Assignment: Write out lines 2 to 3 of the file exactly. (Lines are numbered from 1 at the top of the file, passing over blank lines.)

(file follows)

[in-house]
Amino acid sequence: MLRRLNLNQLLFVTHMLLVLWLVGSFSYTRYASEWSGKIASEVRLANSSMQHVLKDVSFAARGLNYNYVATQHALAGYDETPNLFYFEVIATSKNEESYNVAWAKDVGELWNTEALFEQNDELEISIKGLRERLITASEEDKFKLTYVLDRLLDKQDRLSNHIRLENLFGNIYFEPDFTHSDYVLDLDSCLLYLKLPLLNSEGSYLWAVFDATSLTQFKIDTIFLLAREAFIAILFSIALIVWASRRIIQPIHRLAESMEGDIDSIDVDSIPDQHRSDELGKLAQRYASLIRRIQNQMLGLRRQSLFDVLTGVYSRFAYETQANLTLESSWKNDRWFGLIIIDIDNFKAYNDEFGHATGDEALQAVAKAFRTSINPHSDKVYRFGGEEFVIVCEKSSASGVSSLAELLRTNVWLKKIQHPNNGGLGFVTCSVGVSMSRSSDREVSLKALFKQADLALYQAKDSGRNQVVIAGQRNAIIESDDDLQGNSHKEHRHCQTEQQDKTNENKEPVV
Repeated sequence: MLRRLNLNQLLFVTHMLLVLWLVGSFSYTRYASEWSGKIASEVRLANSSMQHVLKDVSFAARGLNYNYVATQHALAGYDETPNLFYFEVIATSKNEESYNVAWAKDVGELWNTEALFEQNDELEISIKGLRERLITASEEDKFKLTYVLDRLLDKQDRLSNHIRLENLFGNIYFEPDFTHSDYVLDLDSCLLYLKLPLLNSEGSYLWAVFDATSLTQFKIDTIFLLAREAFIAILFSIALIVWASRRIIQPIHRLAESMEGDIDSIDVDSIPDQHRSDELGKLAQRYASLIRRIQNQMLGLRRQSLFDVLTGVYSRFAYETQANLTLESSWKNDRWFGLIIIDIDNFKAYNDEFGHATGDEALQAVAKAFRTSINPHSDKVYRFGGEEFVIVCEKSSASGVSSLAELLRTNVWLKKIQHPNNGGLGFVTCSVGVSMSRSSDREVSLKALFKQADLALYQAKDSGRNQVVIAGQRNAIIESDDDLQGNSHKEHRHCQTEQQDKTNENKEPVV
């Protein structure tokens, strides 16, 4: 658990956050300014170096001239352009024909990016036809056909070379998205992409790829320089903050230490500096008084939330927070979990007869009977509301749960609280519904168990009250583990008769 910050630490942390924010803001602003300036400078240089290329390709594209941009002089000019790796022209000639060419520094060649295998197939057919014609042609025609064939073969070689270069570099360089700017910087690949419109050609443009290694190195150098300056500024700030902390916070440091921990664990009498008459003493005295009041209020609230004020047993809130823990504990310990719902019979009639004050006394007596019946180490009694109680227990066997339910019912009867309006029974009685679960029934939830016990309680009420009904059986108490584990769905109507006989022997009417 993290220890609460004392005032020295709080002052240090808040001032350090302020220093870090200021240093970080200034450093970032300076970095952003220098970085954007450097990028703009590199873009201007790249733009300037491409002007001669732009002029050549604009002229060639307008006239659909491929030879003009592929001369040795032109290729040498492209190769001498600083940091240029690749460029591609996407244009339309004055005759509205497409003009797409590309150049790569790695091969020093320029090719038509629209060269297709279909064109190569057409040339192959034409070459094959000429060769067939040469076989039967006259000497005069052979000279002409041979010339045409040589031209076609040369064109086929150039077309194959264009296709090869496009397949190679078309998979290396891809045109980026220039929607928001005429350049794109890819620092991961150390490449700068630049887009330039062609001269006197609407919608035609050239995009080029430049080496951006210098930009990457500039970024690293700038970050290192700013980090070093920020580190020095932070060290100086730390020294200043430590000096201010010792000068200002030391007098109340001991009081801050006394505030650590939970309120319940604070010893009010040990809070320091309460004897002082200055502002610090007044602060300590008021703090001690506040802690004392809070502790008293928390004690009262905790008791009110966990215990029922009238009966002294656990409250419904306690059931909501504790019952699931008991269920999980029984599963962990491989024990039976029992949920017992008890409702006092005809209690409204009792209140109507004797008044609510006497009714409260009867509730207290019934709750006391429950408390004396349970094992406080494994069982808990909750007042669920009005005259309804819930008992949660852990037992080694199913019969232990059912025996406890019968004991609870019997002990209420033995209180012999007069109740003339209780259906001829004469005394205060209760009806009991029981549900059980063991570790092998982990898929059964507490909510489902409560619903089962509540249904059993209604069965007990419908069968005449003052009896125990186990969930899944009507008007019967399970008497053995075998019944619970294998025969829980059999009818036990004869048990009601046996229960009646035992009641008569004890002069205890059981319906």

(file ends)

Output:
Amino acid sequence: MLRRLNLNQLLFVTHMLLVLWLVGSFSYTRYASEWSGKIASEVRLANSSMQHVLKDVSFAARGLNYNYVATQHALAGYDETPNLFYFEVIATSKNEESYNVAWAKDVGELWNTEALFEQNDELEISIKGLRERLITASEEDKFKLTYVLDRLLDKQDRLSNHIRLENLFGNIYFEPDFTHSDYVLDLDSCLLYLKLPLLNSEGSYLWAVFDATSLTQFKIDTIFLLAREAFIAILFSIALIVWASRRIIQPIHRLAESMEGDIDSIDVDSIPDQHRSDELGKLAQRYASLIRRIQNQMLGLRRQSLFDVLTGVYSRFAYETQANLTLESSWKNDRWFGLIIIDIDNFKAYNDEFGHATGDEALQAVAKAFRTSINPHSDKVYRFGGEEFVIVCEKSSASGVSSLAELLRTNVWLKKIQHPNNGGLGFVTCSVGVSMSRSSDREVSLKALFKQADLALYQAKDSGRNQVVIAGQRNAIIESDDDLQGNSHKEHRHCQTEQQDKTNENKEPVV
Repeated sequence: MLRRLNLNQLLFVTHMLLVLWLVGSFSYTRYASEWSGKIASEVRLANSSMQHVLKDVSFAARGLNYNYVATQHALAGYDETPNLFYFEVIATSKNEESYNVAWAKDVGELWNTEALFEQNDELEISIKGLRERLITASEEDKFKLTYVLDRLLDKQDRLSNHIRLENLFGNIYFEPDFTHSDYVLDLDSCLLYLKLPLLNSEGSYLWAVFDATSLTQFKIDTIFLLAREAFIAILFSIALIVWASRRIIQPIHRLAESMEGDIDSIDVDSIPDQHRSDELGKLAQRYASLIRRIQNQMLGLRRQSLFDVLTGVYSRFAYETQANLTLESSWKNDRWFGLIIIDIDNFKAYNDEFGHATGDEALQAVAKAFRTSINPHSDKVYRFGGEEFVIVCEKSSASGVSSLAELLRTNVWLKKIQHPNNGGLGFVTCSVGVSMSRSSDREVSLKALFKQADLALYQAKDSGRNQVVIAGQRNAIIESDDDLQGNSHKEHRHCQTEQQDKTNENKEPVV